LINKED: Stittsville design plan isn’t dense enough, says planner

Stittsville Main Street sign. Photo by Glen Gower.

The Ottawa Citizen published an interesting opinion piece from Charles Lanktree  today about the Stittsville Main Street Community Design Plan (CDP).

He argues that the CDP recently approved by the city’s planning committee is not dense enough, and should have allowed for higher buildings.

In the article, he’s described as a “Registered Professional Planner and resident of Ottawa”, but it’s worth noting that he was also the lead planner for the City of Ottawa on the CDP file until last fall, when Mark Young took over.

Here’s an excerpt:

When we look at the demographics of Stittsville, we see that it is projected to grow from some 27,000 souls in 2011 to well over 70,000 by 2031. As with many of the communities outside the greenbelt, Stittsville is outpacing the rate of growth of the city as a whole.

So one may wonder why its CDP can accommodate only 500 new dwellings. This seems rather low for an area that is supposed to provide for intensification with a more compact, mixed use and walkable environment. But the predominant form of development in Stittsville, as with many other suburban communities in Ottawa, remains the broad expanses of single detached dwellings, extending beyond walkable ranges for most to do local errands. This inefficient development pattern has come to be known as sprawl.

This is where the physical character of Stittsville Main Street provides an opportunity. The former rural village affords very deep lots along the street, many of which are 90 metres deep. This distinguishes them from inner-city Mainstreets with 30 metre-deep lots where taller buildings and more abrupt transitions are occurring. This greater lot depth provides for a more gentle transition of height and use to the surrounding neighbourhoods where three storey buildings are currently permitted. Also, the width of Stittsville Main Street varies from a substandard 15 metres for a short stretch in the old village core to a generous 30 metres to the north and south. In these 30-metre sections, a 20-metre-high, six-storey building wouldn’t seem so tall — and certainly not a “canyon” by any stretch.

Unfortunately, these opportunities were not seized in this plan, with a four-storey height limit that hardly intensifies from the existing three storeys. This, along with a mere encouragement of mixed use and allowance for 50 per cent of a lot to be open to the street, and one is left to wonder what will change with this plan.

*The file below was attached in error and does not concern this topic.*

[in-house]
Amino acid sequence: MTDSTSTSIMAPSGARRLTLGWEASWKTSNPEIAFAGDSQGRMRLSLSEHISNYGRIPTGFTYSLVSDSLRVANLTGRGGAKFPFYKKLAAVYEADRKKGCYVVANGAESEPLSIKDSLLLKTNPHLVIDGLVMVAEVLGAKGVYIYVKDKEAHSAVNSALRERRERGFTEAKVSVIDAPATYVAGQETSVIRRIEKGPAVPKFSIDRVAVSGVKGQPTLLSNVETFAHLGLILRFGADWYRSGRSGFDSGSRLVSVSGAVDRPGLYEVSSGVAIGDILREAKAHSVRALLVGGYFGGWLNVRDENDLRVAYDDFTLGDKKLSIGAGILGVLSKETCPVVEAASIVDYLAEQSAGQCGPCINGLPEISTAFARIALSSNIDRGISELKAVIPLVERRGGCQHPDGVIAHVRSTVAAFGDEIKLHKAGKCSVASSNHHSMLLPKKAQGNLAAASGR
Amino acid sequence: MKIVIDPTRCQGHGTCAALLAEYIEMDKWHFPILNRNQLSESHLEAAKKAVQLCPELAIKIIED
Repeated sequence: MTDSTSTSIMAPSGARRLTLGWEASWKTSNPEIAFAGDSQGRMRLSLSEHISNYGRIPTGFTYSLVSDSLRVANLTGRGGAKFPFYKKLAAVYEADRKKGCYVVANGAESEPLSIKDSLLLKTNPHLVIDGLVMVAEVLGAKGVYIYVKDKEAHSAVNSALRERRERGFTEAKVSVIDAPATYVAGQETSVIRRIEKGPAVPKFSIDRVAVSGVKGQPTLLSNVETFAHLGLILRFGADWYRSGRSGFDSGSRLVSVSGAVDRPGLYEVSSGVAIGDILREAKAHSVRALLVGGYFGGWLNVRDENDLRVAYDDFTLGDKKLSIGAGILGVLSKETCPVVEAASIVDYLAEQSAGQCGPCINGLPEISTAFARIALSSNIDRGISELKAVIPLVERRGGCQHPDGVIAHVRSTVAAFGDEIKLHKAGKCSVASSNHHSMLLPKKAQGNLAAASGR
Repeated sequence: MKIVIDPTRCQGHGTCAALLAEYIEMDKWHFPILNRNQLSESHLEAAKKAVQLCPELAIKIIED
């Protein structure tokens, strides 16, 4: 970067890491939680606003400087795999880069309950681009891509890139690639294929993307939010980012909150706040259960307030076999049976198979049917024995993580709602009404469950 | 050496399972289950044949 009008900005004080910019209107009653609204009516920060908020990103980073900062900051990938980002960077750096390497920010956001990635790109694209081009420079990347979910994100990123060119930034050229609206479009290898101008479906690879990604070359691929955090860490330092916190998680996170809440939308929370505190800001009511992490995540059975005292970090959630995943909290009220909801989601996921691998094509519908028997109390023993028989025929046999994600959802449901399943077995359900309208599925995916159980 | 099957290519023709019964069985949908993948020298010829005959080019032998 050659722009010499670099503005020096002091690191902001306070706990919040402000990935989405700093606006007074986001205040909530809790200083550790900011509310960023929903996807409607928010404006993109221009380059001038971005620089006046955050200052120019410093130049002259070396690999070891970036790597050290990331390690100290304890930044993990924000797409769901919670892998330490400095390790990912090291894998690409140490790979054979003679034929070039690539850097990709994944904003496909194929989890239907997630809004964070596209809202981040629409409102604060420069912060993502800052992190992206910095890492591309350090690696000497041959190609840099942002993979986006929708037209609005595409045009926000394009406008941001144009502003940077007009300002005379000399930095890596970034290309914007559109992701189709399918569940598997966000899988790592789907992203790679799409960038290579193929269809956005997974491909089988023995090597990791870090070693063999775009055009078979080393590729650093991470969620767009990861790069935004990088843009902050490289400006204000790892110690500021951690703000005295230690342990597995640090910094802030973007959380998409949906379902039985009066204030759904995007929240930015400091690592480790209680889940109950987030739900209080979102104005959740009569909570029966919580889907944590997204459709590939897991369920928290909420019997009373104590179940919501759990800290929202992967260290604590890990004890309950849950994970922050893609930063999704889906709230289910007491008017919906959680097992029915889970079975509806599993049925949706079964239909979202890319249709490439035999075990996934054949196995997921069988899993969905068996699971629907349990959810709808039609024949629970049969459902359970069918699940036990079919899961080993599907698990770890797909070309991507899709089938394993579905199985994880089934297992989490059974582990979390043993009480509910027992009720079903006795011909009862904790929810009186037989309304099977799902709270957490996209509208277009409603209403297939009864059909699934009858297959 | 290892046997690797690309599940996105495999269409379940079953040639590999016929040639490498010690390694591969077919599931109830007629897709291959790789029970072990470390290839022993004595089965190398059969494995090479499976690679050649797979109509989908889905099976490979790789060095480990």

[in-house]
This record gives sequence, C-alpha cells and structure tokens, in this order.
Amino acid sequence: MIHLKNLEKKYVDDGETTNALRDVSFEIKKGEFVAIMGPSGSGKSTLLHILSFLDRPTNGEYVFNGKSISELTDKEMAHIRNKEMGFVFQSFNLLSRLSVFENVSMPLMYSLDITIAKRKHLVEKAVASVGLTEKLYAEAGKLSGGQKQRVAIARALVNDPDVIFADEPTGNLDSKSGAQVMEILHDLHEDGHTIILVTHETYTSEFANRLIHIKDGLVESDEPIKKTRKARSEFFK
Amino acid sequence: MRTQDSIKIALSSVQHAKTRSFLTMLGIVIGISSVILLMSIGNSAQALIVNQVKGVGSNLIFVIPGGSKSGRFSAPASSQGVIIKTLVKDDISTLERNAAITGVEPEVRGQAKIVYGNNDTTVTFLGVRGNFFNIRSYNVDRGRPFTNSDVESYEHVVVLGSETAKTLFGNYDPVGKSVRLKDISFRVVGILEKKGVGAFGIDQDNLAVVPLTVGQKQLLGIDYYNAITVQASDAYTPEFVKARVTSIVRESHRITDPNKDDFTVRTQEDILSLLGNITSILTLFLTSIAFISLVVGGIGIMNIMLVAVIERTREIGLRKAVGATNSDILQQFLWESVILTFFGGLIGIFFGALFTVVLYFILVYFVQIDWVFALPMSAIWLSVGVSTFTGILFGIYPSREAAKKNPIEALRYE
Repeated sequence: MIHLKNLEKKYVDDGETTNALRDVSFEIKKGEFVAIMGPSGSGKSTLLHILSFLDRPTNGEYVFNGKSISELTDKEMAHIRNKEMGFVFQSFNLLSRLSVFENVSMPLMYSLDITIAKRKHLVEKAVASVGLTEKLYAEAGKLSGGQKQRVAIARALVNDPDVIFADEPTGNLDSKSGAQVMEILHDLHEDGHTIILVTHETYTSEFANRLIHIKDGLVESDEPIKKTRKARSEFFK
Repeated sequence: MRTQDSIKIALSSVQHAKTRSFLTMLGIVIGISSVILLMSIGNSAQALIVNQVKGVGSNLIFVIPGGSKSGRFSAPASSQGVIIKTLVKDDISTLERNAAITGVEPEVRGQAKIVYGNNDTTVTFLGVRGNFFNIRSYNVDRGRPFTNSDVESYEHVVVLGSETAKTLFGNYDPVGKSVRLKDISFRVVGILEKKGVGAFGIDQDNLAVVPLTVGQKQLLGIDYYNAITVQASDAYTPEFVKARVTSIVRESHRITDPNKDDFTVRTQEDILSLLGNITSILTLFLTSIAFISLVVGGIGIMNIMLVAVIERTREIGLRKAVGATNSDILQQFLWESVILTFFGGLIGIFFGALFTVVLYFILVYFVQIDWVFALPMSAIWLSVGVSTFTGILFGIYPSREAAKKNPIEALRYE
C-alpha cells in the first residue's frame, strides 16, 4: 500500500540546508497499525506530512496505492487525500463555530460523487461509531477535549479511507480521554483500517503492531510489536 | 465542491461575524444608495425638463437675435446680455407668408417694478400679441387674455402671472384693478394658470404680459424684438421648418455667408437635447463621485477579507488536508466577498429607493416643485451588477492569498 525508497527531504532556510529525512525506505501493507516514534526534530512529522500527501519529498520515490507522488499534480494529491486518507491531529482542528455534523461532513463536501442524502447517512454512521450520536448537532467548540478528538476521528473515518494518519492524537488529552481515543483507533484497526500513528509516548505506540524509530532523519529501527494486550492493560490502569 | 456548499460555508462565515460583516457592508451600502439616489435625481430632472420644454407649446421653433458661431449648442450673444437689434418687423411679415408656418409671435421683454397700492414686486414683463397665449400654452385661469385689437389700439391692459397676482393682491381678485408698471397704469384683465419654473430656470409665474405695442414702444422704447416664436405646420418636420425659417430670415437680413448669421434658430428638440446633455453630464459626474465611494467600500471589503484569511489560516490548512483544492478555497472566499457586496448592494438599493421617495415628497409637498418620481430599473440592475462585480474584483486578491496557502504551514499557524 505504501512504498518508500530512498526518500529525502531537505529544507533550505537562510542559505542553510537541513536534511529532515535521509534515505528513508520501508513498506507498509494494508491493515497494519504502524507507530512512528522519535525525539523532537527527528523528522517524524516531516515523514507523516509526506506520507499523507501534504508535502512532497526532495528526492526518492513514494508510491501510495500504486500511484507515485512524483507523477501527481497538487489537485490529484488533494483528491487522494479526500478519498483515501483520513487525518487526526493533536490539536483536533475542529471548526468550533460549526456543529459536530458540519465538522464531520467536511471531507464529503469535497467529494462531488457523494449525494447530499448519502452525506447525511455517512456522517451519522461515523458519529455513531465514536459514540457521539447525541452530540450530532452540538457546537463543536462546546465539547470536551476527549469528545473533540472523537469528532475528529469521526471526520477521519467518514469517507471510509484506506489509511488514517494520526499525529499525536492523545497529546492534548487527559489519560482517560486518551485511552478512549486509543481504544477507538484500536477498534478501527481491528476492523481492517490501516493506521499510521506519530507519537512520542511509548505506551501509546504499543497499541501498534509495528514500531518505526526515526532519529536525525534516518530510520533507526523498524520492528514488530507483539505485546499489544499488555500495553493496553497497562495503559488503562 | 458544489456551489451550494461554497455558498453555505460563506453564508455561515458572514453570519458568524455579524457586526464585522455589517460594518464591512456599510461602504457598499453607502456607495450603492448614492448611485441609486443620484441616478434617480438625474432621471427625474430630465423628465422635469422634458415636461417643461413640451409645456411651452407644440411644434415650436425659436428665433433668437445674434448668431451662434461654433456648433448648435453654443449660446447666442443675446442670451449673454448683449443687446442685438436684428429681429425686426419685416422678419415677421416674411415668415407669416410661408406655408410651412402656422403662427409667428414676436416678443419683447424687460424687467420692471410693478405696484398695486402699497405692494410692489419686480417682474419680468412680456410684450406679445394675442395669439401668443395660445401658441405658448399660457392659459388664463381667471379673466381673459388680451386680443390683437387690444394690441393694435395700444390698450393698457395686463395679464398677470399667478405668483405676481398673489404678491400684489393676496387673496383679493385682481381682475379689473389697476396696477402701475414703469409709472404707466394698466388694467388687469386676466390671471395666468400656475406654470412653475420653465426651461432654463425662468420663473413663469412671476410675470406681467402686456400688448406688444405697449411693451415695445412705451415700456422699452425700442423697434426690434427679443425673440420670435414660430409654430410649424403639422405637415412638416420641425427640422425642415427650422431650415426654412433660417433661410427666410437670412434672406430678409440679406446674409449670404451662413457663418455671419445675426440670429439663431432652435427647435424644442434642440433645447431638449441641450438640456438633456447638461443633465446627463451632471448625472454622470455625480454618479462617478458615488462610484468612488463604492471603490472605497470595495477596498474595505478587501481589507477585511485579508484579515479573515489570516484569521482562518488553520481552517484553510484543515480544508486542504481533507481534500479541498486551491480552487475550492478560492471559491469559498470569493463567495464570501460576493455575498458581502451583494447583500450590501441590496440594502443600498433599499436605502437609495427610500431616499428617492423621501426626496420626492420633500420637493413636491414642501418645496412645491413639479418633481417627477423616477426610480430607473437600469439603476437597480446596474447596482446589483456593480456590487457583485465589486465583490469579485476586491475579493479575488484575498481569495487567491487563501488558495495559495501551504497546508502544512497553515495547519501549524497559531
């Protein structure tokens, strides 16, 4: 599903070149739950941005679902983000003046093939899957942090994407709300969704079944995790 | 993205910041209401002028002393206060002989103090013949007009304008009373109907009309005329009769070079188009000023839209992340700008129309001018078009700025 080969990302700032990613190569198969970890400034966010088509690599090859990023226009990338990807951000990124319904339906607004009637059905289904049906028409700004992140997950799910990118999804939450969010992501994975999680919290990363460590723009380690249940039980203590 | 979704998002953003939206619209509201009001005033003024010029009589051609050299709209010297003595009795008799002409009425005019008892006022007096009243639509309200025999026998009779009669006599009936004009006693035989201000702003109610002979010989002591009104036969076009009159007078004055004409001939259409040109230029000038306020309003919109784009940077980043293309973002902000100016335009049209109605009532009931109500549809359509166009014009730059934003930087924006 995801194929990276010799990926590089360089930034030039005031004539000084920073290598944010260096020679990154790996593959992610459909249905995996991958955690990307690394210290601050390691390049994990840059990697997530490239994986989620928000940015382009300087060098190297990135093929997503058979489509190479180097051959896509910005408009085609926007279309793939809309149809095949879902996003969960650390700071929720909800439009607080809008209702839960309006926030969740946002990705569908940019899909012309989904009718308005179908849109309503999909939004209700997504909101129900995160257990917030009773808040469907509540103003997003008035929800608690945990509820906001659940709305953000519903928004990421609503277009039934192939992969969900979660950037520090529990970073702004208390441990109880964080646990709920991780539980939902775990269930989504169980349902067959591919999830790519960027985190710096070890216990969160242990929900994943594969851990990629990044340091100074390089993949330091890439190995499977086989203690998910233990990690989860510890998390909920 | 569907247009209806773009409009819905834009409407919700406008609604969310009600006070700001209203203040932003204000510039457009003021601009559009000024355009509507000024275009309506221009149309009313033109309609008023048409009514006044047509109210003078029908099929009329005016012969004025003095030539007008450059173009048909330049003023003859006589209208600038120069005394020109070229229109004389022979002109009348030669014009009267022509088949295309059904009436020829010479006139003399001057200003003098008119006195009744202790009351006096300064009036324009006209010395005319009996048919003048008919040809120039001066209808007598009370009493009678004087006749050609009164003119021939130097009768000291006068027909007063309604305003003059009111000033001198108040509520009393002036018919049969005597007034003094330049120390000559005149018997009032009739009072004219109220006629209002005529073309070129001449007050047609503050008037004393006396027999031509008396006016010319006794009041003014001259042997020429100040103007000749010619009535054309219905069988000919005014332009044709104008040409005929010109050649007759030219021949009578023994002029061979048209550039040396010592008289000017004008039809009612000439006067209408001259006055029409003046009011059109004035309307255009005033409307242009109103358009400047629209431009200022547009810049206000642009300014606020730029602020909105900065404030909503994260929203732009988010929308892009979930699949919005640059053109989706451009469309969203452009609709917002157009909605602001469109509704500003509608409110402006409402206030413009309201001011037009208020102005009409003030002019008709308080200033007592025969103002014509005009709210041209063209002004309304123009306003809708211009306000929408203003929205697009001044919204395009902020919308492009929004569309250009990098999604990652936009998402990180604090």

Read the full column…


1 thought on “LINKED: Stittsville design plan isn’t dense enough, says planner”

  1. Yes, I saw this piece in the Citizen, and it made my blood boil. These city types seem to have no idea about anything — except for the last person who produced the current plan, who understood more. People moved out to Stittsville over the years, especially in the earlier years, to get away from urban density. We chose to have large lots, fresh air and nature at our doorsteps. Just because the Ontario government forced us to become part of Ottawa doesn’t mean we must be trampled upon. Even the consultants who set up the amalgamation warned against this happening. But the City seems to think that every bit of land within the Greater Ottawa precinct should eventually be paved over, starting with wetlands and farm lands because they’re presumably easier to build on — less rock to blast through. Rural councilors are over-ridden by city ones who still don’t “get” what rural and village mean, and current suburban ones for areas like Barrhaven seem to support the destruction of the rural landscape and villages. Other areas of Ottawa also have large lots and low density, but who sees the city trying to force higher density on areas such as Rockcliffe? As I said, it makes my blood boil.

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